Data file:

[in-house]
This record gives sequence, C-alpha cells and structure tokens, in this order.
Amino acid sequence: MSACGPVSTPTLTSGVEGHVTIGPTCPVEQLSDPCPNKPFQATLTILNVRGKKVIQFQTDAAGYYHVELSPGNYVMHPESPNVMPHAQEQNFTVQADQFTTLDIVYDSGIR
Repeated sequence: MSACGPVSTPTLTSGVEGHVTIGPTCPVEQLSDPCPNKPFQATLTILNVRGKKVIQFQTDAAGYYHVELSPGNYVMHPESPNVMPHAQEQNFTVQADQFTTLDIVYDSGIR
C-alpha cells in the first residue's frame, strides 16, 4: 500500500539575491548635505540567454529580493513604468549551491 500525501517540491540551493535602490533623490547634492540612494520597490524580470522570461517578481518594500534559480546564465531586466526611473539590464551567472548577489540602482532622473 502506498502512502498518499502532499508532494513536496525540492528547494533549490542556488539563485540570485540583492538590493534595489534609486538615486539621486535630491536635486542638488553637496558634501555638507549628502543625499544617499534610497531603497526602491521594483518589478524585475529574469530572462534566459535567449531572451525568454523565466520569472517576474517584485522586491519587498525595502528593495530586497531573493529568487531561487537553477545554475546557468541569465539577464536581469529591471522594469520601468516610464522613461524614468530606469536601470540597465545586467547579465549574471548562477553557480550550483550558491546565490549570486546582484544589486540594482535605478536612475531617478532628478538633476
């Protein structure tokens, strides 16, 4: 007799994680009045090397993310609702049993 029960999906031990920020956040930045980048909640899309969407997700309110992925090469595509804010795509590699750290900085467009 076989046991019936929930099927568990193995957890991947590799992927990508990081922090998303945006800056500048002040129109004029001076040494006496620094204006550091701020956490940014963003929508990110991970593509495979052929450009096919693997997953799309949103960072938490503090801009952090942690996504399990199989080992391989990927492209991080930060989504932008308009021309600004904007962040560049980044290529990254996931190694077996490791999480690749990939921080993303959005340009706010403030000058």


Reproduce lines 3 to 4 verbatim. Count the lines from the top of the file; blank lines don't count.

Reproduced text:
Amino acid sequence: MSACGPVSTPTLTSGVEGHVTIGPTCPVEQLSDPCPNKPFQATLTILNVRGKKVIQFQTDAAGYYHVELSPGNYVMHPESPNVMPHAQEQNFTVQADQFTTLDIVYDSGIR
Repeated sequence: MSACGPVSTPTLTSGVEGHVTIGPTCPVEQLSDPCPNKPFQATLTILNVRGKKVIQFQTDAAGYYHVELSPGNYVMHPESPNVMPHAQEQNFTVQADQFTTLDIVYDSGIR